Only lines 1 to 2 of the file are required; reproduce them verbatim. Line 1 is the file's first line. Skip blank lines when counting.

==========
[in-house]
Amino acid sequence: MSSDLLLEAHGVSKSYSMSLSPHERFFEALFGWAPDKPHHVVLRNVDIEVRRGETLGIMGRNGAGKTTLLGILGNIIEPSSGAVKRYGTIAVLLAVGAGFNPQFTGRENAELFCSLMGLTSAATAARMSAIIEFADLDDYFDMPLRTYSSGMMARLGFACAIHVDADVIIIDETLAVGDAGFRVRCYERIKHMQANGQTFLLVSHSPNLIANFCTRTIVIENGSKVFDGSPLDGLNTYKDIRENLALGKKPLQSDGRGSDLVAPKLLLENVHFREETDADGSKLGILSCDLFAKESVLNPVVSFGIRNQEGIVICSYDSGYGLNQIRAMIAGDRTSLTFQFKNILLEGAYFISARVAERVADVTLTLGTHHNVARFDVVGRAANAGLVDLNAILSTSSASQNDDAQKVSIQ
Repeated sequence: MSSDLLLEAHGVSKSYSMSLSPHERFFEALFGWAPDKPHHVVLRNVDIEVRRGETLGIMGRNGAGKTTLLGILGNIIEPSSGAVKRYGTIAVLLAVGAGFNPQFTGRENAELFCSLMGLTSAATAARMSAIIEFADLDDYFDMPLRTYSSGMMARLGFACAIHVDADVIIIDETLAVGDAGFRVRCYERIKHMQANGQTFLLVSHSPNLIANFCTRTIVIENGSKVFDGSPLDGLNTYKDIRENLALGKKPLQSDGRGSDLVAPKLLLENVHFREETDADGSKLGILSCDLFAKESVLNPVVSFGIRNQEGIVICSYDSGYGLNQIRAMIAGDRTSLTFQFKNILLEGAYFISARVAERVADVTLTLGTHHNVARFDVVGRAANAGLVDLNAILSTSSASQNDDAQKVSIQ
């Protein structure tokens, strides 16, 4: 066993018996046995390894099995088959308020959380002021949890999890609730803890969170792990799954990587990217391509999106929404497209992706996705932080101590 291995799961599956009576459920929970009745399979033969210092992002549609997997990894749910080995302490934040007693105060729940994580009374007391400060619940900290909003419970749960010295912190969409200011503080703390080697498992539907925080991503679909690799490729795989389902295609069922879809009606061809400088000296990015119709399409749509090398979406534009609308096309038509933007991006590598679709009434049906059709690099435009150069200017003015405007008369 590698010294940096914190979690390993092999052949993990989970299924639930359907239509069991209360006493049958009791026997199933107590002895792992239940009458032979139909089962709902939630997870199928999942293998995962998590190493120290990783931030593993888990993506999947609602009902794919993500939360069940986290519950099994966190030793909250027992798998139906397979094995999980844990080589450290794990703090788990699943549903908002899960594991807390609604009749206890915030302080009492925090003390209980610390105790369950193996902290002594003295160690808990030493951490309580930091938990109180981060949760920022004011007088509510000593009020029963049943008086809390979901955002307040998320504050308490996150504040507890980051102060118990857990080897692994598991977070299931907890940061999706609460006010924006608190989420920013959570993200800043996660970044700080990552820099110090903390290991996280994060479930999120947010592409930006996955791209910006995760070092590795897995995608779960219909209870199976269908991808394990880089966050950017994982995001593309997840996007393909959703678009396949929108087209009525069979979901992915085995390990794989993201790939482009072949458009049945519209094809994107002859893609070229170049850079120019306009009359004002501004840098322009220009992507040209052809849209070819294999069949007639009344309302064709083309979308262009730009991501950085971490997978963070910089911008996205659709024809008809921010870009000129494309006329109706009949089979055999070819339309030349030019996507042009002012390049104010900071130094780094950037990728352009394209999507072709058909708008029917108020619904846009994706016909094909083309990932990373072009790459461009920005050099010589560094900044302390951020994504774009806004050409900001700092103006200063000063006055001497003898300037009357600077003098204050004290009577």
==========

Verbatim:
[in-house]
Amino acid sequence: MSSDLLLEAHGVSKSYSMSLSPHERFFEALFGWAPDKPHHVVLRNVDIEVRRGETLGIMGRNGAGKTTLLGILGNIIEPSSGAVKRYGTIAVLLAVGAGFNPQFTGRENAELFCSLMGLTSAATAARMSAIIEFADLDDYFDMPLRTYSSGMMARLGFACAIHVDADVIIIDETLAVGDAGFRVRCYERIKHMQANGQTFLLVSHSPNLIANFCTRTIVIENGSKVFDGSPLDGLNTYKDIRENLALGKKPLQSDGRGSDLVAPKLLLENVHFREETDADGSKLGILSCDLFAKESVLNPVVSFGIRNQEGIVICSYDSGYGLNQIRAMIAGDRTSLTFQFKNILLEGAYFISARVAERVADVTLTLGTHHNVARFDVVGRAANAGLVDLNAILSTSSASQNDDAQKVSIQ